|Behavior Analysis and Crime: Smuggling, Killing, and Justice Systems|
|Saturday, May 23, 2020|
|11:00 AM–12:50 PM |
|Area: CSS; Domain: Translational|
|Discussant: Mark A. Mattaini (Jane Addams College of Social Work-University of Illinois at Chicago)|
|CE Instructor: Mark A. Mattaini, Ph.D.|
Criminal behavior is a broad, socially significant problem that affects many individuals and wider communities across the world. For example, in America, mass shootings occur on average 334 times per year, and smuggling activities contribute towards acts of terrorism which cause devastation and costs countries billions to manage. A factor that can increase the likelihood of a person committing criminal activity is a previous learning history with crime, and operant behaviors with which it is associated. If conceptualized behaviorally, environmental factors and functional relations maintaining criminal repertoires could be addressed pragmatically and effectively. The possible applications of behavior analysis to criminal activity are broad-ranging, and we will present the application of the science in a port setting to analyze and explore behaviors of interest, explore behavioral skills training for active shooting scenarios, present a behavioral conceptualization of mass killings, and research the use of behavior analysis in criminal justice systems. Although the applications presented in this symposium are diverse, they represent an attempt to understand criminal behaviors, and how these can be manipulated or changed with behavior analysis.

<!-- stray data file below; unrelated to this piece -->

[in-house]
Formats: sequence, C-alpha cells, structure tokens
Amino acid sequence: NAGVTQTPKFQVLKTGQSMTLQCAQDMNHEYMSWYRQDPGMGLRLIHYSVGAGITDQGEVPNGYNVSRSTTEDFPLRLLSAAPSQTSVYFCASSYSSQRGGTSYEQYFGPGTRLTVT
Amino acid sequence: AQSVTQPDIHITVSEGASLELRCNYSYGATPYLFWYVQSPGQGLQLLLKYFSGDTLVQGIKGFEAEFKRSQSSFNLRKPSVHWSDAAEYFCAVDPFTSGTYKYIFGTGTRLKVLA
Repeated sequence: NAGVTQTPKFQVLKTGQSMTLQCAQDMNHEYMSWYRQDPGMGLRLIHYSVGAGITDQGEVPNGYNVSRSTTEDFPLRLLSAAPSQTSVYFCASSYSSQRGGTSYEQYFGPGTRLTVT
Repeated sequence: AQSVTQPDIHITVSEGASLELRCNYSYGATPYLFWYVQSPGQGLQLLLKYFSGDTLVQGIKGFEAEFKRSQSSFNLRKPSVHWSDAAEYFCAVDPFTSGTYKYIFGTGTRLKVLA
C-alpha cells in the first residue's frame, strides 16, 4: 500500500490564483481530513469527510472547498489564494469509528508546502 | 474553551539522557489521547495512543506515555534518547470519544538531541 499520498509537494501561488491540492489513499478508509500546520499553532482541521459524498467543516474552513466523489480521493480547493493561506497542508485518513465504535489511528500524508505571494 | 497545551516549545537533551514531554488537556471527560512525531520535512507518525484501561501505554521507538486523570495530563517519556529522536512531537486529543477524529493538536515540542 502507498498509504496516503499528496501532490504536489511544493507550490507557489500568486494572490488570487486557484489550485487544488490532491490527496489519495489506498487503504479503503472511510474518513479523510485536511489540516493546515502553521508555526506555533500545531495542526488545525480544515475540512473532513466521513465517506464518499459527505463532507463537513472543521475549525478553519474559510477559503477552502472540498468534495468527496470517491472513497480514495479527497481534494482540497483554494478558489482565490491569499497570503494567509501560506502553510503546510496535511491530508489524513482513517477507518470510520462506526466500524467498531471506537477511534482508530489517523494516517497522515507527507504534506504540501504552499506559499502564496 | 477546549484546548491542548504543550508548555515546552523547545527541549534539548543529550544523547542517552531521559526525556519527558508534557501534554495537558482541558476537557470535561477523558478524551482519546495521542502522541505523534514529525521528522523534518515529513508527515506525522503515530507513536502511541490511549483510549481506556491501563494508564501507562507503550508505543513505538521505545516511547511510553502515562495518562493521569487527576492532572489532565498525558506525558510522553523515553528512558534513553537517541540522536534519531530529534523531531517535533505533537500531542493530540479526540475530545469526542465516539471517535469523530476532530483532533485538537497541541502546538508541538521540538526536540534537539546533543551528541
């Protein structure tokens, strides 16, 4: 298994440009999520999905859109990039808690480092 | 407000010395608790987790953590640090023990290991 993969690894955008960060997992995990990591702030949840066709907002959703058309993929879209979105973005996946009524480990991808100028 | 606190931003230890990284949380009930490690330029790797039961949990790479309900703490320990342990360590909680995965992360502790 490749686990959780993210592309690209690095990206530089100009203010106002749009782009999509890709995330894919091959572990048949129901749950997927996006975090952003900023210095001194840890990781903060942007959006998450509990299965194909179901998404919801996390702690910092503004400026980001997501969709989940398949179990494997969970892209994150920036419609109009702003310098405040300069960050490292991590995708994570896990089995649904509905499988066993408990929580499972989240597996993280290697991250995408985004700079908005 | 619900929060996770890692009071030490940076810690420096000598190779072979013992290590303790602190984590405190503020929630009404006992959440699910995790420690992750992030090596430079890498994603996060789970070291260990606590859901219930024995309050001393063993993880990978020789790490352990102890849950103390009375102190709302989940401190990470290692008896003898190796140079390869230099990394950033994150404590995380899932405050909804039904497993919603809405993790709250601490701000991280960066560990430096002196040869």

|Target Audience: |
Any individual who wants to learn more on a new dissemination topic Those in behavior analysis with interest in expanding into their communities
|Learning Objectives: Audience members will learn about another potential route of dissemination of behavior analysis. Audience members can describe potential steps to take if in an active shooter scenario. Audience members can discuss issues of social validity and how behavior analysis can have an impact.|
CANCELED: Evaluating the Effect of Specialist Detection Dogs Presence in Ports
|EMMA WILLIAMS (Bangor University), Rebecca A Sharp (Bangor University), Gareth Harvey (Bangor University, North Wales, UK )|